State-run media lets us know that a National Guard Counterdrug program has been in place in all 50 states since the mid 1990s.

The program started as an effort to eradicate marijuana grows.

At 4:06 we learn that the US Dept. of Homeland Security made a request that the National Guard fill capability gaps in key areas of the US:

When the news is created by people in uniform, there’s no need to deal with any awkward/real questions from the press. It looks like newspeople aren’t showing up to ask questions, so we’ll ask a few here. Our questions will appear in bold type.

More news from people in uniform:

Wyoming National Guard partners with police in drug fight

“…the National Guard Bureau operates five counterdrug schools that provide training in drug interdiction and counter-drug activities. These schools trained more than 41,400 law enforcement officers, community-based organization members, and military personnel in the fiscal year 2017.”

“The Guard members are limited to analyzing evidence collected by law enforcement agencies, but once warrants and evidence are secured, the analysts provide a valuable service with the collected data.”

Additionally, Smith said the Guard’s UH-60 Black Hawk helicopters and crews may be called upon to support law enforcement from the air. When President Ronald Reagan started the program, military aircraft were often used to eradicate crops of marijuana.”

Feb. 25, 2019 The News Journal

Delaware National Guard has behind-the-scenes role in fight against drugs

“…11 full-time airmen and soldiers are embedded in various law enforcement agencies around the state, including the DEA, Customs and the Delaware State Police.”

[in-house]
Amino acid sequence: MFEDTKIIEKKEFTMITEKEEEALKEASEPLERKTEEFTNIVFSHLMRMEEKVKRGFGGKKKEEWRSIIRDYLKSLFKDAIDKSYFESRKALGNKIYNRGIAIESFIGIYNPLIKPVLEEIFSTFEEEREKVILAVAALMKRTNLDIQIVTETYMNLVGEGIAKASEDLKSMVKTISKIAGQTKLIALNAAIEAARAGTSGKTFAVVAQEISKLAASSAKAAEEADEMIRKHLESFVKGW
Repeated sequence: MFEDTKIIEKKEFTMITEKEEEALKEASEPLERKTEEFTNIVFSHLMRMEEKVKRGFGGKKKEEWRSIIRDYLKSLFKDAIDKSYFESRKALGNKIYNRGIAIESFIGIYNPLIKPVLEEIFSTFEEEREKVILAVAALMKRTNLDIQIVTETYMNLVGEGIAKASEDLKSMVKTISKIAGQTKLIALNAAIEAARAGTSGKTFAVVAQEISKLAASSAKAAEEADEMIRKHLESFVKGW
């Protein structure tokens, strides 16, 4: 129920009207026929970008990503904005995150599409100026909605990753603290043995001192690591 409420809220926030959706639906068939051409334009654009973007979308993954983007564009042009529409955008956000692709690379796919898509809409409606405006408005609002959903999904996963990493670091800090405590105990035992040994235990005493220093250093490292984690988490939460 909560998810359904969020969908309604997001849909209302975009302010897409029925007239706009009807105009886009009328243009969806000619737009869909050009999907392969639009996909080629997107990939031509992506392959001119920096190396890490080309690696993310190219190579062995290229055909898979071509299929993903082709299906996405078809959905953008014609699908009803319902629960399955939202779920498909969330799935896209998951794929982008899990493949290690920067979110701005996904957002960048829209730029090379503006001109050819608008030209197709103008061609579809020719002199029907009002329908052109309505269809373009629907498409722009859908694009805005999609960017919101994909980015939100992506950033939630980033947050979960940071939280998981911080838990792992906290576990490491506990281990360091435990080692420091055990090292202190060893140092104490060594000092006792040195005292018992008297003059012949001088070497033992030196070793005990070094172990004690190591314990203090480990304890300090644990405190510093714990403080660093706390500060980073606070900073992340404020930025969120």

February 22, 2019 WHYY

Delaware National Guard steps in to help fight drug trafficking, addiction

“A drunken driver steps out of his vehicle after being pulled over. He says he has a weapon, reaches in his pocket and pretends to pull out a gun.”

What does this scenario have to do with drug control policy or the National Guard?

We were told earlier that the National Guard role is limited to analyzing evidence and air support?

“In 2017, 345 people died of overdoses in Delaware. The health department expects last year’s number, which has not yet been finalized, to surpass that due to the increase in drugs laced with the potent synthetic drug fentanyl.”

Another state-run media update:

Prescription Drug Take Back:

0:28 “…collected more than 9,600 pounds of prescription medications…”

A huge success for the legal drug dealers- they sold more than 9,600 pounds of prescription medications to people who did not need them.

Have National Guard counterdrug efforts resulted in any shortage of cartel-sourced heroin, cocaine, meth or fentanyl anywhere in the US?

What does the US Dept. of Homeland Security do with the $40.6 billion they get every 12 months?

Don’t worry-

The Super Bowl and public affairs will be safe:

Welcome Home Troops

Montana – Homeland Security Meth Racket Rolls On

Port Angeles Heroin – Newspeople Remain Silent


Wars In Iraq & Afghanistan:

Army National Guard trains Iraqi engineers

The people of Iowa needed services in Iraq:

“He requested support from the 248th Aviation Support Battalion, Iowa Army National Guard, who had similar equipment.”

The people of Missouri needed services in Iraq:

“As the 248th ASB’s deployment was ending, the partnership passed onto the 935th Aviation Support Battalion, 35th Combat Aviation Brigade, Missouri Army National Guard.”

The people of Illinois needed services in Iraq:

“To me at least, it felt like it was something that has a lasting effect here,” said Illinois Army National Guard Staff Sgt. David Johnson, B. Company powertrain shop chief.


Feb 25th, 2019 Fox News

Father, son deployed to Afghanistan with Arizona Army National Guard

Any members of the press available to show up and ask why the people of Arizona need services in Afghanistan absent any military emergency, national emergency, draft, or declaration of war?

Whatever happened to the formal congressional declaration of war?

This would be the time to hear from elected leaders and top generals on all the issues that have doomed the Department of Defense track record for winning wars since DOD was established in 1949.

Feb. 25, 2019 The Wall Street Journal

“The U.S. war in Afghanistan has been going on for so long that the newest recruits weren’t alive when it started”

More here: National Guard in Afghanistan


Don’t miss our companion blog- found here: Old Man Blog

Find us on Twitter:





Photo- On watch at Fort Ebey